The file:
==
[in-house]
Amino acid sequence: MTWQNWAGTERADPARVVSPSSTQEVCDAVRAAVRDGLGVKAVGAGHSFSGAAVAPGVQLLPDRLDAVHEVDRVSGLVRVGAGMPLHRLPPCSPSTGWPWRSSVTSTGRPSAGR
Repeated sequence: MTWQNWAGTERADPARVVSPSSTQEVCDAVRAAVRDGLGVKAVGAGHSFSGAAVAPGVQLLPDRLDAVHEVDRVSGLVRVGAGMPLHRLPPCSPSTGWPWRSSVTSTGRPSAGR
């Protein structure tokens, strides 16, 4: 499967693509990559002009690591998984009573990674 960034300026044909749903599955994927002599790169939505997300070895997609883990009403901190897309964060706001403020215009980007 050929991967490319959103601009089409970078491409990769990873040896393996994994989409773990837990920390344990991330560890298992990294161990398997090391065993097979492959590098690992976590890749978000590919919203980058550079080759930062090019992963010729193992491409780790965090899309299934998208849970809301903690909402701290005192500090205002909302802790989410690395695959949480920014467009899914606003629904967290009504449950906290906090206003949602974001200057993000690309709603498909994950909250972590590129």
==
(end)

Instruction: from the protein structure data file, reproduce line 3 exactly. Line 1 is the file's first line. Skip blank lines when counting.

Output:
Repeated sequence: MTWQNWAGTERADPARVVSPSSTQEVCDAVRAAVRDGLGVKAVGAGHSFSGAAVAPGVQLLPDRLDAVHEVDRVSGLVRVGAGMPLHRLPPCSPSTGWPWRSSVTSTGRPSAGR